How is it that Elon Musk is able to balance full-time gigs as the CEO of both Tesla and SpaceX?
Keep in mind that he’s not alone, you have Jack Dorsey balancing Square and Twitter and the late Steve Jobs who famously ran both Apple and Pixar simultaneously.
While I’m not suggesting you go out and build multiple companies, it’s a reality that project managers routinely find themselves in charge of multiple complex projects at the same time.
Seeing as this is one of the most common dilemmas I hear about, I thought I’d share with you our top insights for running multiple projects simultaneously.
ClickUp’s Principles for Managing Multiple Projects:
- Organization & Structure
- Implement Sprints
- Optimize Retention & Decision-Making
- Systematic Status Updates
- High-Level Delegation
So, let’s begin:
#1 Organization & Structure
In project management, as in life, the old maxim holds true: “By failing to prepare, you’re preparing to fail.”
Revolutionary stuff right?! Now before you run off to tell your friends about my groundbreaking insight, I’d like to elaborate a bit on why there’s more to this than meets the eye.
First of all, it’s easy to spend your time “preparing” but what matters is that everything is in place so that you’re able to flow between one project and another with ease.
It’s not about spending time, it’s about having what you need to perform at a high level:
- Organized communication channels (Slack, ClickUp, Email, etc.)
- Logical categories with organized tasks within your project management software
- Clear processes in place for handling fires should they occur in one – or both – projects.
ClickUp integrates all this functionality in one place, and goes as far as to make toggling across projects a breeze without needing to mentally “shift-gears” as you transition back and forth throughout the day.
Normally, you have to make a number of “projects” for one project – but with ClickUp’s elegant hierarchy, teams can use categories and sections to divide projects into manageable entities
In addition, ClickUp also offers a proprietary “multi-task toolbar” to manage a variety of tasks at once.
While some teams may prefer integrating with a variety of tools for each function, the most important thing is that you have the systems in place that you’ll need to move your projects forward.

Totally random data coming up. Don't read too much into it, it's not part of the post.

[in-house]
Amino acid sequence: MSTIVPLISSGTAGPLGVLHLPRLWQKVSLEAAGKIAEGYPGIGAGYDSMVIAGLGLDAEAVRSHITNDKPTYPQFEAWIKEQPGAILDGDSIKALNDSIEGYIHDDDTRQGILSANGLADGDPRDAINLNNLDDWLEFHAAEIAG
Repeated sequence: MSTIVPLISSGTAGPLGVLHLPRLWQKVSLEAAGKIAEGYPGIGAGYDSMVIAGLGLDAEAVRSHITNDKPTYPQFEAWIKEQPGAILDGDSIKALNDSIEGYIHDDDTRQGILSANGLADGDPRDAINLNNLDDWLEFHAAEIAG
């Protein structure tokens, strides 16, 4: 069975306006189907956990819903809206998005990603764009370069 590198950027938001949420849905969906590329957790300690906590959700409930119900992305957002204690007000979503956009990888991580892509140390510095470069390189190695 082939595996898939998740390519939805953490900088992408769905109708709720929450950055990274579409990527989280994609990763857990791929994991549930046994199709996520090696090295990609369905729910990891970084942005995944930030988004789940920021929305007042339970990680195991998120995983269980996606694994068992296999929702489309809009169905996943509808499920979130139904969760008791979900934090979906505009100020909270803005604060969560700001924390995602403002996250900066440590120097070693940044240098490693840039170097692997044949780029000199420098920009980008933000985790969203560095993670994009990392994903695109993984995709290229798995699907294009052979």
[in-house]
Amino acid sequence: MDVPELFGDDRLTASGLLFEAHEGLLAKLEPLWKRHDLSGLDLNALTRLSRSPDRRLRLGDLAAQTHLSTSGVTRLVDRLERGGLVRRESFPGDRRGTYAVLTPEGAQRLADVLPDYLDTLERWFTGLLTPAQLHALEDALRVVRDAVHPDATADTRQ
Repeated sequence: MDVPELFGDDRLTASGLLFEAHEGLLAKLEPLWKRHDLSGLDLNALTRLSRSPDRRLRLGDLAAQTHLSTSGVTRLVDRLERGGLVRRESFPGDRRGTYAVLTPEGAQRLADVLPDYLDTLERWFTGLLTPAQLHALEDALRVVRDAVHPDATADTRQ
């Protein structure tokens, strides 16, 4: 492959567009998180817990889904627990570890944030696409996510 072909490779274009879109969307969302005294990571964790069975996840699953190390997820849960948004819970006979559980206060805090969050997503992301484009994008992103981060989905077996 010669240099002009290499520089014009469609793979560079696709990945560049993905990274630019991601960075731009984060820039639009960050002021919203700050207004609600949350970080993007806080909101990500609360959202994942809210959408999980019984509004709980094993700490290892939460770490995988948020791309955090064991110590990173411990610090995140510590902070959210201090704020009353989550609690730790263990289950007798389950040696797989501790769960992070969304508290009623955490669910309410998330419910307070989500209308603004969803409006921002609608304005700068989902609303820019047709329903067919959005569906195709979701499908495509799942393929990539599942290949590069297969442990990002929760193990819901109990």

#2 Implement Sprints
Even without adopting a full scrum approach, you’d be amazed at the impact Sprints can have in isolation.
By reorienting your team around high-intensity bursts of coordinated effort, you can consolidate work that would otherwise take weeks to complete.
The main reason for this is “Context Switching”, which basically just means that when you’ve been working on a problem all day it’s easy to know what needs to get done and why.
However, if you’re revisiting something after a few days (or weeks), it takes time for you to get back up to the same “cruising speed” you were previously enjoying.
Another reason, though less acute, is the psychological effect of rallying a team around a shared cause.
When you can energize a group and feed off one another with a specific, meaningful goal in mind, you benefit from the obvious byproducts of an engaged and committed team.
Lastly, many projects suffer from a lack of focus in their day-to-day operations.
By focusing on a single goal and doing tasks related to that goal (the foundation of a Sprint), nobody has any uncertainty about what their purpose is or why.
#3 Optimize Retention & Decision Making
It’s important to allow your mind to absorb key information and consider hard decisions before rushing into another deluge of reports from a different team.
While it can sometimes feel like you’re wasting time, planning meetings in a way that allows you to take time and reflect afterwards can have an enormous impact on retention.